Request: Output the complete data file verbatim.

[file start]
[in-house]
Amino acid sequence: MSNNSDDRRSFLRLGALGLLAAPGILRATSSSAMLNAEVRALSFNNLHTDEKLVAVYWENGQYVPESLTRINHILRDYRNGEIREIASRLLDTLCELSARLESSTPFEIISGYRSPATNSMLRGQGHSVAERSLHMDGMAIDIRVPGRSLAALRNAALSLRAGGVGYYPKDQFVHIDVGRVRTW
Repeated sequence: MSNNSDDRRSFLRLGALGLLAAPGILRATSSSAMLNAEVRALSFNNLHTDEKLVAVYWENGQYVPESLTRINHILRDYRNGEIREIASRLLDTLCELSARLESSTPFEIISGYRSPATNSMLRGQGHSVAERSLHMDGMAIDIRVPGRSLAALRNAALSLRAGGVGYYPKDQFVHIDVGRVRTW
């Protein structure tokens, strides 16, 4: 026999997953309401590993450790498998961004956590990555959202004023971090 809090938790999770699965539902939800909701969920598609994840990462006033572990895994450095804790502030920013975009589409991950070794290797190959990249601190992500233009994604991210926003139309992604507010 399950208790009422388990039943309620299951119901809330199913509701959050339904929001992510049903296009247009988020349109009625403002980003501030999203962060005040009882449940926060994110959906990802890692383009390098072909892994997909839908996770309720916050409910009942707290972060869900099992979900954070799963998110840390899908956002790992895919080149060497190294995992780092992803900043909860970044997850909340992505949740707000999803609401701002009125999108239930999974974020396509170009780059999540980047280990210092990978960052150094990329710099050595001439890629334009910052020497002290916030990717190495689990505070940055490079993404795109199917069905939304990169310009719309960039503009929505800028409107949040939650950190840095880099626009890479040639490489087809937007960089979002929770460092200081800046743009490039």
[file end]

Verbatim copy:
[in-house]
Amino acid sequence: MSNNSDDRRSFLRLGALGLLAAPGILRATSSSAMLNAEVRALSFNNLHTDEKLVAVYWENGQYVPESLTRINHILRDYRNGEIREIASRLLDTLCELSARLESSTPFEIISGYRSPATNSMLRGQGHSVAERSLHMDGMAIDIRVPGRSLAALRNAALSLRAGGVGYYPKDQFVHIDVGRVRTW
Repeated sequence: MSNNSDDRRSFLRLGALGLLAAPGILRATSSSAMLNAEVRALSFNNLHTDEKLVAVYWENGQYVPESLTRINHILRDYRNGEIREIASRLLDTLCELSARLESSTPFEIISGYRSPATNSMLRGQGHSVAERSLHMDGMAIDIRVPGRSLAALRNAALSLRAGGVGYYPKDQFVHIDVGRVRTW
């Protein structure tokens, strides 16, 4: 026999997953309401590993450790498998961004956590990555959202004023971090 809090938790999770699965539902939800909701969920598609994840990462006033572990895994450095804790502030920013975009589409991950070794290797190959990249601190992500233009994604991210926003139309992604507010 399950208790009422388990039943309620299951119901809330199913509701959050339904929001992510049903296009247009988020349109009625403002980003501030999203962060005040009882449940926060994110959906990802890692383009390098072909892994997909839908996770309720916050409910009942707290972060869900099992979900954070799963998110840390899908956002790992895919080149060497190294995992780092992803900043909860970044997850909340992505949740707000999803609401701002009125999108239930999974974020396509170009780059999540980047280990210092990978960052150094990329710099050595001439890629334009910052020497002290916030990717190495689990505070940055490079993404795109199917069905939304990169310009719309960039503009929505800028409107949040939650950190840095880099626009890479040639490489087809937007960089979002929770460092200081800046743009490039």